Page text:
Samantha J BrooksLiverpool John Moores University, UK
Title: Neural processes of working memory training: controlling the impulse to throw the baby out with the bathwater
Critics argue that working memory training (WMT) is unable to achieve "far-transfer"- the attainment of benefits to cognition from one taught context to another dissimilar context-associated with improved quality of life. However, brain changes after a course of WMT in frontoparietal and striatal circuits - that often occur prior to behavioral changes - may be a better indicator of far-transfer efficacy, especially to improve impulse control commonly dysregulated in those with addictive disorders, yet not commonly examined in WMT studies. In this review, 35 brain imaging studies utilized fMRI, structural imaging (MRI, DTI), functional connectivity, EEG, transcranial direct current stimulation (tDCS), cerebral perfusion, and neurogenetic analyses with tasks based on visuospatial and auditory working memory, dual and standard n-back. Evidence suggests that repeated WMT reduces brain activation in frontoparietal and striatal networks reflective of increased neural circuitry efficiency via myelination and functional connectivity changes. Neural effects of WMT may persist months after training has ended, lead to non-trained task transfer, be strengthened by auxiliary methods such as tDCS and be related to COMT polymorphisms. WMT can be utilized as an effective, non-invasive intervention for working memory deficits to treat impulse and affective control problems in people with addictive disorders.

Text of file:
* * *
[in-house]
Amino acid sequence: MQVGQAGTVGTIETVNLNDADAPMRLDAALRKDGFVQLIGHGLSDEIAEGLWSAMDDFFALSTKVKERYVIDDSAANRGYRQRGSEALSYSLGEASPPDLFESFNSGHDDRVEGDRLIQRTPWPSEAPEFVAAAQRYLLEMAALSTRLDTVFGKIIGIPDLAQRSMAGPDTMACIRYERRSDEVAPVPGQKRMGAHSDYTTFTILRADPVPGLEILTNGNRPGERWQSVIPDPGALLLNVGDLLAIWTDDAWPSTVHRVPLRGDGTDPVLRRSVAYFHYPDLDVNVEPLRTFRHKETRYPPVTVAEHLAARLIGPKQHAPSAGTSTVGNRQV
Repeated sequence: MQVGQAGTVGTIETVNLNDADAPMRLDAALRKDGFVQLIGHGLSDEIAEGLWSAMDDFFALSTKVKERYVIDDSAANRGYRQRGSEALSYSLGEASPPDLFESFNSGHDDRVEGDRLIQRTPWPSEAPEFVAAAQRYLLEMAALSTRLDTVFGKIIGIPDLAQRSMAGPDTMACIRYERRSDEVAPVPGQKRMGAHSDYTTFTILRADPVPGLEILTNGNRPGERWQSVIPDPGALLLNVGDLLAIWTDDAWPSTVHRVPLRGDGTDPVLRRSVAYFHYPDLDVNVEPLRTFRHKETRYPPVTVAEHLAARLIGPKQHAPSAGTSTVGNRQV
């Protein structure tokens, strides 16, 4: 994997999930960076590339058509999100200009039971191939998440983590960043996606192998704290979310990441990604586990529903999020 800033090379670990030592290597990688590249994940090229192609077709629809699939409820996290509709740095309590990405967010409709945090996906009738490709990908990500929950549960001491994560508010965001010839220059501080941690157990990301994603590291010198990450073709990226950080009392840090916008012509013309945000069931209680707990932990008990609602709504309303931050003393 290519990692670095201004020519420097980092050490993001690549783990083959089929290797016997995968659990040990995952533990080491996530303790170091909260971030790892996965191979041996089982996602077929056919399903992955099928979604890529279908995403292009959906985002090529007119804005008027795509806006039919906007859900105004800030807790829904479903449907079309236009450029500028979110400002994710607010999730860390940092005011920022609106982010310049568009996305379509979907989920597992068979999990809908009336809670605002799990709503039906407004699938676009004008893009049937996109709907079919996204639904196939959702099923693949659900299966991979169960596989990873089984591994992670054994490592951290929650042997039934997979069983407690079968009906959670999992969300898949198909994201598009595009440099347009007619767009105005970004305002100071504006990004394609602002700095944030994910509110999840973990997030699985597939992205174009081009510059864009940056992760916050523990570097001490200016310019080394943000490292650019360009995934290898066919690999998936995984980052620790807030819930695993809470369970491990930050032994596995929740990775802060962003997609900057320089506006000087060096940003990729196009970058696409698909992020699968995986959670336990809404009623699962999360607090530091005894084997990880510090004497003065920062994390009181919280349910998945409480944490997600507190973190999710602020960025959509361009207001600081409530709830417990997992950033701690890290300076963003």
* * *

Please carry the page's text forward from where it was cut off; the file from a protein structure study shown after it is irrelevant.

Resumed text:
Samantha Brooks is a Chartered member of the British Psychological Society, and is currently Associate Professor in Cognitive Neuroscience at the School of Psychology, Faculty of Health, Liverpool John Moores University, UK. Previously, Dr. Brooks worked as a lecturer for six years in the Department of Psychiatry, University of Cape Town, South Africa. Dr Brooks' research specialises in the neural mechanisms of impulse and appetite control in various psychiatric conditions (e.g. addiction, eating disorders). Previously, she completed her postdoctoral fellowship at Uppsala University, Sweden, where she continues to collaborate on projects examining the brain processes underlying eating disorders. She gained her Ph.D. at the Institute of Psychiatry, King's College, London, where she learned clinical neuroimaging techniques, such as structural and functional Magnetic Resonance Imaging. Dr Brooks has an H Index of 42, has published over 100 papers, including 6 book chapters in high impact journals/books, and continues to present at international conferences. Her work on impulse control in eating disorders and addiction has so far attracted over 1 million Euros in international funding, and collaborations with experts in the United Kingdom, Sweden, Italy, South Africa and United States.